Back in the 1970s, private university tuitions were vastly lower (even taking inflation into account) than they are today and needs-based financial aid at those schools was plentiful. And so, at a time when I could not afford to attend the University of Georgia, I was able to matriculate at Emory University (partly because I could commute from home, but still, the scholarship money was the key) without going into debt.
It’s hard to imagine anyone today being able to make the same claim, even though state schools like UGA are a lot pricier than they used to be as well.
The best-known reason for the wildly receding opportunity to attend private colleges without private wealth is, of course, annual tuition rates that resemble the price tags on tricked-out luxury sports cars. But as the New America Foundation’s Stephen Burd explains in the September/October issue of the Washington Monthly, another factor is the growing tendency of private colleges to concentrate financial aid on “merit” scholarships that divert resources from needs-based aid. What began as an effort by expensive but non-elite schools to compete for highly qualified but well-off students to keep selectivity standards high has now been turned on its head, as “merit aid” has become in effect a tuition discount for students able to pay it in full and in cash. And instead of boosting admissions standards, “merit aid” is now lowering them, even as they effectively raise tuition rates and reduce financial aid for needy students.
Burd locates this race-to-the-bottom as originating in Ohio in the 1980s, and more specifically at Ohio Wesleyan University, the first to institute “merit aid” to attract highly qualified students, but which soon struggled to keep up with the competition:
Once the cycle began, it became harder and harder for even schools opposed to merit aid to resist expanding its use. In the 1970s, for example, Denison University, in Granville, Ohio, had flirted with the idea of starting a merit aid program but rejected it on the grounds that it would trigger a bidding war among the colleges for high-achieving students. “Using such scholarships is likely to lead us into a cut-throat competition with other schools to ‘buy’ talent,” Denison’s Admissions and Financial Aid Council wrote in 1977.
Soon “merit aid” was a national phenomenon, and then it gradually became about ability to pay rather than academic “merit,” with poorer and often better-qualified students paying the price.
Today, these tuition discounts usually come in the guise of “merit scholarships,” but often the students who get them are hardly the best and the brightest. For example, 10 percent of college admissions directors at four-year colleges (and nearly 20 percent of those at private liberal arts colleges) admit that they give affluent students a significant leg up in the admissions process—meaning that they are admitting affluent students with lower grades and test scores than other applicants. Indeed, nearly a fifth of all students receiving so-called merit scholarships have less than a B average, and a largely overlapping 19 percent have only mediocre SAT scores, according to a report by the National Center for Education Statistics.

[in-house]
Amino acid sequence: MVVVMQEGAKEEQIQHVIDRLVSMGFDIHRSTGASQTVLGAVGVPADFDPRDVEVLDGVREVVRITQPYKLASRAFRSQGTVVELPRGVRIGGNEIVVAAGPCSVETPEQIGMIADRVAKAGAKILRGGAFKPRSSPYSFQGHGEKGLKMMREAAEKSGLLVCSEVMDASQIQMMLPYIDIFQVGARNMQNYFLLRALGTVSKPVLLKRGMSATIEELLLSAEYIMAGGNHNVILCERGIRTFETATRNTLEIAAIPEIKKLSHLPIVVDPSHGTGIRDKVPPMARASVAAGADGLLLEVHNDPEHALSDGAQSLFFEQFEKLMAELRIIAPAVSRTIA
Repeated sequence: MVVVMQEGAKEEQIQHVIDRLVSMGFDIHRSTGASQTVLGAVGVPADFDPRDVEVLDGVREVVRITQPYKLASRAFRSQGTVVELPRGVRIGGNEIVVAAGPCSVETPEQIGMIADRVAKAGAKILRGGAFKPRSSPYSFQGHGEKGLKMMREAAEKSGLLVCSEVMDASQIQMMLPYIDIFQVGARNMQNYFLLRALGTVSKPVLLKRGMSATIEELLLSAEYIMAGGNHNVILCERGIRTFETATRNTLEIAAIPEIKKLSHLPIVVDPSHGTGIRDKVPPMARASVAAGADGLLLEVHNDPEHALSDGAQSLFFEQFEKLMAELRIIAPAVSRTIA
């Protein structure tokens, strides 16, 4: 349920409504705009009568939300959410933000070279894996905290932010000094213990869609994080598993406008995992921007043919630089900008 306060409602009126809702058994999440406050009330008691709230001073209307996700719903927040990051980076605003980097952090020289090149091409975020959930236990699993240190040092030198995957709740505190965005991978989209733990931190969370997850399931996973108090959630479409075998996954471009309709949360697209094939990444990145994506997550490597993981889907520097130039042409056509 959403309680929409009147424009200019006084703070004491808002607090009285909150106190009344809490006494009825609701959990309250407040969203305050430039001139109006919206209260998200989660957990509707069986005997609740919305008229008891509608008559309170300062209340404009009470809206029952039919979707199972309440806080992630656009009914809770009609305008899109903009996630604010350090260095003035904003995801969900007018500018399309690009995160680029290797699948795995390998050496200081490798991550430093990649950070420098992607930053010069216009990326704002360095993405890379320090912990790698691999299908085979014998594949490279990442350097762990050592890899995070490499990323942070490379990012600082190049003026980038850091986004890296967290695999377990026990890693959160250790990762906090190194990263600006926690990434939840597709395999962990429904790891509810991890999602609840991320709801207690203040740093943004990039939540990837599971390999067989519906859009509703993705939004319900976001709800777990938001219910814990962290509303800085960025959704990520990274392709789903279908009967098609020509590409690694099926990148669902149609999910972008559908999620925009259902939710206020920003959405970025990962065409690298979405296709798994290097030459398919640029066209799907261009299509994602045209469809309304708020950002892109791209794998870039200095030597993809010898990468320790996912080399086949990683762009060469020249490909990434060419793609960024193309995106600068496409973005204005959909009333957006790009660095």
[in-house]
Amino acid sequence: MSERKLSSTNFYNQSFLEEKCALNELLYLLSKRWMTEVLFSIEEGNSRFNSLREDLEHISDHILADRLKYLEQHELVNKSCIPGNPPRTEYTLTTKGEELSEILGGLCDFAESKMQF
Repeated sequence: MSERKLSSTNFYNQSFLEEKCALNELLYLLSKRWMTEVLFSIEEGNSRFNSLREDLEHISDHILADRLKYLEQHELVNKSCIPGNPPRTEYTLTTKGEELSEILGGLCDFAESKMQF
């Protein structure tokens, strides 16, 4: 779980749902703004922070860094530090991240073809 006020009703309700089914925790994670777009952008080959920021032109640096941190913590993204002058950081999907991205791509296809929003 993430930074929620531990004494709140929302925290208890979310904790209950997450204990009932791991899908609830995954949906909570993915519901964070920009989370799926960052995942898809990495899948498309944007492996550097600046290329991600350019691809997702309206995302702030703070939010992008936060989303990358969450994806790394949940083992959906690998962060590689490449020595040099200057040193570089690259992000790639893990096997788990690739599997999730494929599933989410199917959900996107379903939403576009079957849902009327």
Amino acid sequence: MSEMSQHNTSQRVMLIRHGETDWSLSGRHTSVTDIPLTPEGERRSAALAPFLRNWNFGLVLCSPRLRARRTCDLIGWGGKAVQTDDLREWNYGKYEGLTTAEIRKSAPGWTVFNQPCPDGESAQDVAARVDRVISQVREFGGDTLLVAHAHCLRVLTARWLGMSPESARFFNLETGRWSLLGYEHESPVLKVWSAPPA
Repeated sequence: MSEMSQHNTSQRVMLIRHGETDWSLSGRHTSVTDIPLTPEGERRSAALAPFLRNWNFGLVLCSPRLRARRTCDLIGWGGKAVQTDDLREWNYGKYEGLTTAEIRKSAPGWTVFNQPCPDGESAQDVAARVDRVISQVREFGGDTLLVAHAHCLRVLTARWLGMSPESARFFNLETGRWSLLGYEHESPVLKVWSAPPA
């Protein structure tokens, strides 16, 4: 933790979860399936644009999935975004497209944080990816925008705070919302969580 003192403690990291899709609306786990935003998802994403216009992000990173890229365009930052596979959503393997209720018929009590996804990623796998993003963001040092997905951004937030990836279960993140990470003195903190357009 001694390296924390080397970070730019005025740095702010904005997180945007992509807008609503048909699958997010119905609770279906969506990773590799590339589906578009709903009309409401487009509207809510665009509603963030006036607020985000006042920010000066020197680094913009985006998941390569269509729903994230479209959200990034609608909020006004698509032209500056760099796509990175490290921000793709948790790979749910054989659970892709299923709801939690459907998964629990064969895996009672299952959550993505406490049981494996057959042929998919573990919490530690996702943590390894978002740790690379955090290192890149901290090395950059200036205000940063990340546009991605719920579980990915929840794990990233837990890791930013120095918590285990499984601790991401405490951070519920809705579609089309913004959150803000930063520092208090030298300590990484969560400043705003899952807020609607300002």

These colleges are, in other words, providing affirmative action for the wealthy, and the scale has grown very large. During the 1995-96 school year, only 24 percent of first-time, full-time students at private colleges received merit aid; by the 2007-08 school year that number had risen to 44 percent.
As Burd explains, the “merit aid” boom has been accompanied by fewer and (relatively) smaller needs-based scholarships, and a growing tendency to exploit federally-provided Pell Grants to “free up” school dollars for aid to wealthy students. So the net cost of college for less-advantaged kids is going up even more rapidly than tuitions. Worse yet:
By now, the trend has spread to many public colleges and universities as well and is rapidly getting worse as those institutions struggle with declining support from state governments. In a survey it conducted last year of nearly 600 college admissions directors, Inside Higher Ed found that more than one-third of public colleges and nearly two-thirds of private colleges engage in “gapping”—providing lower-income students with aid packages that don’t come close to meeting their financial need.
Burd examines a number of potential remedies, including treatment of merit aid as illegal price discrimination, and requiring schools with high net prices for poorer students to match Pell Grant funds. For public colleges, stronger public support is obviously critical to keep them from emulating the worst practices of private colleges. But the big picture issue is that all colleges, and the public authorities that subsidize them to a greater or lesser extent, need to focus on addressing a growing inequality in educational opportunity that is clearly becoming self-perpetuating.
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